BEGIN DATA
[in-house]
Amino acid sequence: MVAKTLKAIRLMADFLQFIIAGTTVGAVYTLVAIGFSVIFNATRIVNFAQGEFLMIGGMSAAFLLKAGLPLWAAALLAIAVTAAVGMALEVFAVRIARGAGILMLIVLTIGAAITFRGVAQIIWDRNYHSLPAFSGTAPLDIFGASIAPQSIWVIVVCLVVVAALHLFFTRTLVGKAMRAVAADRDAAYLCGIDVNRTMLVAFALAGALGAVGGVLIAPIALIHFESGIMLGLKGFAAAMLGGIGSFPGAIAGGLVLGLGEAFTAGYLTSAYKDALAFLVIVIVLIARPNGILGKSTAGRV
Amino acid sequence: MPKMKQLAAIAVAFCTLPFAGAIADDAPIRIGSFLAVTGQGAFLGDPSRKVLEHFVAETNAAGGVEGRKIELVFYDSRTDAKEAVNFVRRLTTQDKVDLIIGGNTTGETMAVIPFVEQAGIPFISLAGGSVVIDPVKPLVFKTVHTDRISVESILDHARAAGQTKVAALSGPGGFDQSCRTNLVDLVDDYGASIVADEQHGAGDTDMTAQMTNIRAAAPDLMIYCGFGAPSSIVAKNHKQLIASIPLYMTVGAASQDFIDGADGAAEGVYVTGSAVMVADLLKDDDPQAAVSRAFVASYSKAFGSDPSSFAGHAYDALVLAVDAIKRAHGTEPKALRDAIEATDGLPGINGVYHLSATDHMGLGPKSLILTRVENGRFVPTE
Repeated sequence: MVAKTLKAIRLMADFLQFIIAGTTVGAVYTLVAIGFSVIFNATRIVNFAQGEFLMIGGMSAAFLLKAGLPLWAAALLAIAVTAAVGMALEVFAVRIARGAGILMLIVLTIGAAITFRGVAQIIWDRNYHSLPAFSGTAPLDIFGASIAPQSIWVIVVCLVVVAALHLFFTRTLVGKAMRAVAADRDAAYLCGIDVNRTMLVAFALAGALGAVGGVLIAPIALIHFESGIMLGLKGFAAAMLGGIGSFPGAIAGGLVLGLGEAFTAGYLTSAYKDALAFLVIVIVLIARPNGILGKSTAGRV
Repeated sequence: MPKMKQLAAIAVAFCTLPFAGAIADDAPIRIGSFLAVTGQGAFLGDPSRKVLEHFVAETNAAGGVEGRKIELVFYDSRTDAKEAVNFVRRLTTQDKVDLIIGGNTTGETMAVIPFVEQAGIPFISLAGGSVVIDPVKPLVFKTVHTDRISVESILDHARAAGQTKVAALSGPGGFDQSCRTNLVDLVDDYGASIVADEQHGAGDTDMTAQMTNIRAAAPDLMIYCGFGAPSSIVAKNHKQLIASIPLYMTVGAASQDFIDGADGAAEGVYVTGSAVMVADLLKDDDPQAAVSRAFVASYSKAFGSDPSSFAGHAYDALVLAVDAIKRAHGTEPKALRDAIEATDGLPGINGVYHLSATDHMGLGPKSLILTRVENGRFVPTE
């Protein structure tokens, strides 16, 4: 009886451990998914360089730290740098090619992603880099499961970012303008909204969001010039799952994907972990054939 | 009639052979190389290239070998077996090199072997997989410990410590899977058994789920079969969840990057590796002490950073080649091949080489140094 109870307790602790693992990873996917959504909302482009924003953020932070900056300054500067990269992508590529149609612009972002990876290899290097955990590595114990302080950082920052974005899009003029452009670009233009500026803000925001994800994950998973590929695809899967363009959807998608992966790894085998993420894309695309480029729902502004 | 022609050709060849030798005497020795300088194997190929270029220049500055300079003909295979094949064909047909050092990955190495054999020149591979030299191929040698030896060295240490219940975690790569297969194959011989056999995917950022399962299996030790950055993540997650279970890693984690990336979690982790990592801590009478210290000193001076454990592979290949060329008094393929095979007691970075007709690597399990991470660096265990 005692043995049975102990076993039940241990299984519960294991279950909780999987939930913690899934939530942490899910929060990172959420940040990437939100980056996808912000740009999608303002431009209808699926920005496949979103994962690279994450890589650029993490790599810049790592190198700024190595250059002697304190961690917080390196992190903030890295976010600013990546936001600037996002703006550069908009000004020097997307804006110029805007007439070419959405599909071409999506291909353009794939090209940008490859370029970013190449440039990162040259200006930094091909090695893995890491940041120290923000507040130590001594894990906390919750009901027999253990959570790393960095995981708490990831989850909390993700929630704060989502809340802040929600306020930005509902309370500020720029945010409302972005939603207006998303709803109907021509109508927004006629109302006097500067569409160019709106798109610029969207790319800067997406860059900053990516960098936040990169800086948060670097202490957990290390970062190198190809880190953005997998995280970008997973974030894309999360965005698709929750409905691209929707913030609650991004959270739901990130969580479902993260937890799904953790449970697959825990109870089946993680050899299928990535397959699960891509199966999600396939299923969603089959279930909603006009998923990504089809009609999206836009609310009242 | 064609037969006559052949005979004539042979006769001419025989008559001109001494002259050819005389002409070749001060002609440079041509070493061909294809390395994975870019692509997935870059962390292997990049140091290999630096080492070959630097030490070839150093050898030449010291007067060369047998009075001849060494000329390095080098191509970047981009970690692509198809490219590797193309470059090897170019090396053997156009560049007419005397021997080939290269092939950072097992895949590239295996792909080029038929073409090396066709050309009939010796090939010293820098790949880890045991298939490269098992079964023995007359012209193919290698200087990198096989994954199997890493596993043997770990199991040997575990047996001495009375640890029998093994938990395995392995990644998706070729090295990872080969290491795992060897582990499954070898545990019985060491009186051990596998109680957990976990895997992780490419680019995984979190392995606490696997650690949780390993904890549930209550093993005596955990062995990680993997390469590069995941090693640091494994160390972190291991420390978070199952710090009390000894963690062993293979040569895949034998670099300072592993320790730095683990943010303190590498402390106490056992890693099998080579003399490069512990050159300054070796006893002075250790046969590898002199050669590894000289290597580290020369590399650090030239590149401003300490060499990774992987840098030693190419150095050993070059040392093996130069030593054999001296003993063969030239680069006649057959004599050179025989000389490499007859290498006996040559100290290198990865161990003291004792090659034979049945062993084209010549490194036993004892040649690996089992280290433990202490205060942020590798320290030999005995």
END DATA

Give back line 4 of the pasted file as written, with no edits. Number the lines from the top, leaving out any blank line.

Repeated sequence: MVAKTLKAIRLMADFLQFIIAGTTVGAVYTLVAIGFSVIFNATRIVNFAQGEFLMIGGMSAAFLLKAGLPLWAAALLAIAVTAAVGMALEVFAVRIARGAGILMLIVLTIGAAITFRGVAQIIWDRNYHSLPAFSGTAPLDIFGASIAPQSIWVIVVCLVVVAALHLFFTRTLVGKAMRAVAADRDAAYLCGIDVNRTMLVAFALAGALGAVGGVLIAPIALIHFESGIMLGLKGFAAAMLGGIGSFPGAIAGGLVLGLGEAFTAGYLTSAYKDALAFLVIVIVLIARPNGILGKSTAGRV